- When you feel rage building, take a few breaths from deep in your belly and slowly repeat reassuring words such as "relax." You can also try picturing a calm, peaceful scene.
- Stay away from situations that make you angry and hostile. If you can't stand getting caught in traffic, try changing your schedule to avoid rush hour.
- Find a release for your anger. Instead of yelling, try talking it out. If you have trouble communicating your feelings with friends or family but feel a lot of pent-up emotion, consider seeing a counselor to explore those feelings. You may also want to burn some of that excess adrenaline by lifting weights or taking a jog around the block, if your doctor okays it.
- Regular exercise such as walking, jogging, or riding a bike is one of the surest ways to ease stress and ward off depression. A good workout can also strengthen your heart and help clear your arteries. Your doctor can help you find an exercise program that's right for you.
- If you still feel tense, add some slow, relaxing exercises such as yoga or T'ai Chi to your routine. Your local community center may offer low-cost classes in these disciplines.
- Try meditation. One study of African Americans with high blood pressure found that those who meditated for six to nine months had healthier arteries than those who didn't, according to a report in the journal Stroke.
Whether they work out of the home or not, parents have their own set of stresses. Try not to be a perfectionist or to expect perfect children. Ask friends or relatives to give you a break from the kids so you can do something you enjoy and return with enough energy for your family.
If you feel powerless at your workplace -- a major cause of job strain -- try taking the initiative on a new project or asking the boss for flex time. You'll feel much better with a little more control. If you're in a union, talk to the shop steward about ways the union or management could improve working conditions.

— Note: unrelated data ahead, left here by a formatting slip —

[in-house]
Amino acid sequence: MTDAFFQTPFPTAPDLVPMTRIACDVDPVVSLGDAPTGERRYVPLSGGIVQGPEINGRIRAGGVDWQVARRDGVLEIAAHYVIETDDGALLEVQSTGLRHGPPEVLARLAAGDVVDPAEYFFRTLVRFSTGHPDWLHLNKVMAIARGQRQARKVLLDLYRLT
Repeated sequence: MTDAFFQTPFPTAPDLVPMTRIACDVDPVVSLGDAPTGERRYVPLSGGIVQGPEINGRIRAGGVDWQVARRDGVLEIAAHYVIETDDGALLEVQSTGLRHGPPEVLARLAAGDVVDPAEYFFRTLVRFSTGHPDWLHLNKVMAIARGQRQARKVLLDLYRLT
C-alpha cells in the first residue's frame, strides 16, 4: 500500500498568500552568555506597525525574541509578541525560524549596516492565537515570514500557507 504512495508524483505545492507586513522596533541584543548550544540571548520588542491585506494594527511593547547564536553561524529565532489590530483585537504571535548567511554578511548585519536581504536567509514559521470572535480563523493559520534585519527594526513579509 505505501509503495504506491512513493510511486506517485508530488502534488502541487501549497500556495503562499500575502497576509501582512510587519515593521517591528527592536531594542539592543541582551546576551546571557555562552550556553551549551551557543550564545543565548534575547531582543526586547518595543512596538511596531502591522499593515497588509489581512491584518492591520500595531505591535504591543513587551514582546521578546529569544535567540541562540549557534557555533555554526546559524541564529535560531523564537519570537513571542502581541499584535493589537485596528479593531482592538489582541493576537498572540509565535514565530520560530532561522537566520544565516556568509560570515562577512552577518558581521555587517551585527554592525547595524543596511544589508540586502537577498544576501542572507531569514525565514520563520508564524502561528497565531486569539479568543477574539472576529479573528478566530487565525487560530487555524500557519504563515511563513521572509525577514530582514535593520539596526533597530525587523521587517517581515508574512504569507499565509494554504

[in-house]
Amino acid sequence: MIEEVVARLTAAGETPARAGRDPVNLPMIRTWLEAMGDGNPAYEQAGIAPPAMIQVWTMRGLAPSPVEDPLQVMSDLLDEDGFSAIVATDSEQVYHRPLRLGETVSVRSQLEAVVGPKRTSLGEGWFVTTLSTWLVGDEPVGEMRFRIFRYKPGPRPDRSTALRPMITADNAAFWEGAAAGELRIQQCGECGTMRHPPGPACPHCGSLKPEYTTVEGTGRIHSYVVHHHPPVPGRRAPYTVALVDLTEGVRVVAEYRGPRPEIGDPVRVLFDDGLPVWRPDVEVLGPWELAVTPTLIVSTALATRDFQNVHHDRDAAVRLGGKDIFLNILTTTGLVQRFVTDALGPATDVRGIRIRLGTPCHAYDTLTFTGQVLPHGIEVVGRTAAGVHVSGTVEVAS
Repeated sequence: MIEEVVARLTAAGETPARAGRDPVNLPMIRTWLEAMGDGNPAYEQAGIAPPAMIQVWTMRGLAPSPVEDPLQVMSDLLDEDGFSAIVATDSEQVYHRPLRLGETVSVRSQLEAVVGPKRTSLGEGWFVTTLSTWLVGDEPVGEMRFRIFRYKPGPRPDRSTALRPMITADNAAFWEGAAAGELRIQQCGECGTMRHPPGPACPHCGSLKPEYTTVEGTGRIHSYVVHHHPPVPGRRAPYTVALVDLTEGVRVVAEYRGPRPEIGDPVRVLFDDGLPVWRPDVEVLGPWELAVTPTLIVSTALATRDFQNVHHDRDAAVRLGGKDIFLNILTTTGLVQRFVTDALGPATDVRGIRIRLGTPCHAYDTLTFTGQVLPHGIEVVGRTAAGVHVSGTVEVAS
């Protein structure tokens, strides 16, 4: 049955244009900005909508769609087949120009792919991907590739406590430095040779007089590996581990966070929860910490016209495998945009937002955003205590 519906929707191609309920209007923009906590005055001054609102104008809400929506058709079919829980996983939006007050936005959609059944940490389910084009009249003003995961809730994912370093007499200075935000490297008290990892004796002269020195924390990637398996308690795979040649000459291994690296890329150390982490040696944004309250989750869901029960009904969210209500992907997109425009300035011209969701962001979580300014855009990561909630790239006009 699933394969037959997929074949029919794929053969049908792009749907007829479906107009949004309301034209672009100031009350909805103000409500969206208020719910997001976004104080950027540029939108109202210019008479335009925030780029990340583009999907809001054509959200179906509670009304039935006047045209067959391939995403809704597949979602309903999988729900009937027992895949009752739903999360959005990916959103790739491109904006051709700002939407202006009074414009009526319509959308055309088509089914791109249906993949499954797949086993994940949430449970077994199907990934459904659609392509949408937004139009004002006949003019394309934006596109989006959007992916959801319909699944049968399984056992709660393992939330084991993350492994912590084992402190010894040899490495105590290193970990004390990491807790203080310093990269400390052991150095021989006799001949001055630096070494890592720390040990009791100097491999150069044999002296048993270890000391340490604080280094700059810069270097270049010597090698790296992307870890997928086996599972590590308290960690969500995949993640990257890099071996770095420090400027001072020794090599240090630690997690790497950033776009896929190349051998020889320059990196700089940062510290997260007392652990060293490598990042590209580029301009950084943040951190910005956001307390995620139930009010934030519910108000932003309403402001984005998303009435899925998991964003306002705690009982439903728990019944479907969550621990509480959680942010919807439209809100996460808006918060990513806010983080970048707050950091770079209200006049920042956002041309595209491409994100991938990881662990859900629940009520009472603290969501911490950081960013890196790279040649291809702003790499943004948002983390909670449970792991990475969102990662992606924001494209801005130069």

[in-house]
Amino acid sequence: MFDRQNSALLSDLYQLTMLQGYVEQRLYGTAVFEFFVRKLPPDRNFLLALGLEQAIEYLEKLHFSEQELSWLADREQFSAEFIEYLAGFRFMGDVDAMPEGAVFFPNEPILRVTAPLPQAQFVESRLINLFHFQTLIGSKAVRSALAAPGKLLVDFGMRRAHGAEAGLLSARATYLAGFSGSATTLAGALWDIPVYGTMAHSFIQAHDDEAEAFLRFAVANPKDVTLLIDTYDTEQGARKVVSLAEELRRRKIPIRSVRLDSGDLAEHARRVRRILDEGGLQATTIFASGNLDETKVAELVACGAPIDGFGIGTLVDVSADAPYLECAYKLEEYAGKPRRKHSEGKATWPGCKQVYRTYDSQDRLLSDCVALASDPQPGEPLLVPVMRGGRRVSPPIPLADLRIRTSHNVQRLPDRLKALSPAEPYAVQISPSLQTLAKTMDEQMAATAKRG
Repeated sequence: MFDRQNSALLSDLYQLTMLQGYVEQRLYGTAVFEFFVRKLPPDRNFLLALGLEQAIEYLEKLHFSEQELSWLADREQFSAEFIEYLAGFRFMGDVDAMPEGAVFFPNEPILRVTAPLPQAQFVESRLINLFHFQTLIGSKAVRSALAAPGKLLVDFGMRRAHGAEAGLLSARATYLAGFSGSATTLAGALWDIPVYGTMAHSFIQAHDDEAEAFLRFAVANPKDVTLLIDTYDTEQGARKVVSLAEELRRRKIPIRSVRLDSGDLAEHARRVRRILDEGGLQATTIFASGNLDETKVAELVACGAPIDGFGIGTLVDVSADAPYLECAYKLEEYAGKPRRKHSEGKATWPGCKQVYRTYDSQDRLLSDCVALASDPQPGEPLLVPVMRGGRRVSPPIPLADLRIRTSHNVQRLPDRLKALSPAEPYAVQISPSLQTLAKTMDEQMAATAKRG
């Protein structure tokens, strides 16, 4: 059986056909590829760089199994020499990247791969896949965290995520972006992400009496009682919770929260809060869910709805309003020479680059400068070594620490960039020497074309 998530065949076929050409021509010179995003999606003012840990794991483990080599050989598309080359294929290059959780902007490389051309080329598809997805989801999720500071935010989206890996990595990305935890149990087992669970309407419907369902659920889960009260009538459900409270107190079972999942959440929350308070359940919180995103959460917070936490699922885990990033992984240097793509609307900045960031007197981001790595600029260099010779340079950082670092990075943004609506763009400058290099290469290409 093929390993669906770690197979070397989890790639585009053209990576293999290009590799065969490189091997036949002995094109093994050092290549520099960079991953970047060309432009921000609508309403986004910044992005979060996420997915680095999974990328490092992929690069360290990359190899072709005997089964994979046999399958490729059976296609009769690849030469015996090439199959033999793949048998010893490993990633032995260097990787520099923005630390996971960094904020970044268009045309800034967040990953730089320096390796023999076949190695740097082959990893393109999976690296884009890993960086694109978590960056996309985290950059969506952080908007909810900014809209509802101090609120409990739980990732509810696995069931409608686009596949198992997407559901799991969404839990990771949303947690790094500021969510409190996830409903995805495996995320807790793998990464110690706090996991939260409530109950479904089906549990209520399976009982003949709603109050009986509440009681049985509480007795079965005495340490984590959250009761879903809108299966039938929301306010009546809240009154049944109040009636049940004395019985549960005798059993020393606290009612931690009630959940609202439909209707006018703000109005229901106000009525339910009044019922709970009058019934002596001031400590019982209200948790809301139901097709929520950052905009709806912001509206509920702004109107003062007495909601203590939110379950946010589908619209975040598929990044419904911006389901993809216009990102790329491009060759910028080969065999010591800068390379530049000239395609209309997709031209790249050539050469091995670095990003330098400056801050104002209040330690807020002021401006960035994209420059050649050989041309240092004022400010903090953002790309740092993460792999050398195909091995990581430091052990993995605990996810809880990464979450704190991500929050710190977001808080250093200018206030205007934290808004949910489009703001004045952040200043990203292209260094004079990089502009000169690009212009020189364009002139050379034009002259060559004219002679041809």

Know the warning signs of depression, and don't take them lightly. Some of the red flags include an overwhelming feeling of sadness or emptiness, a feeling that life has gone flat, loss of interest in formerly pleasurable activities, unusual eating or sleeping patterns, excessive crying, or thoughts of suicide and death. If you feel depressed, see your doctor or a mental health professional for help as soon as possible. Counseling and prescription antidepressants, separately or in combination, can boost your mood and, perhaps, protect your heart.
Be especially wary of depression if you've already had a heart attack. According to the National Institute of Mental Health, one in three survivors slips into major depression at some point during the year following a heart attack. If your mind is troubled, your heart may be slow to heal.
Edmundson, D., et al. Post-traumatic stress syndrome and the risk for coronary heart disease. American Heart Journal.
Ahmad, Khabi. The Lancet. Volume 355: 9215, pp. 1619.
Amparo Castillo, Richard, MD. Effects of Stress Reduction on Carotid Atherosclerosis in Hypertensive African Americans. Stroke, Vol. 31:568-73.
Williams JE et al. Anger proneness predicts coronary heart risk. Circulation. Vol.101:2034-2039
Hemmingway H, M Marmot. Psychological factors in the aetiology and prognosis of coronary heart disease: Systematic revision of prospective cohort studies. British Medical Journal, Vol. 318: 1460-1467.
National Institute of Mental Health. Breaking Ground, Breaking Through: The Strategic Plan for Mood Disorders Research of NIMH. http://www.nimh.nih.gov/about/strategic-planning-reports/breaking-ground-breaking-through-the-strategic-plan-for-mood-disorders-research.shtml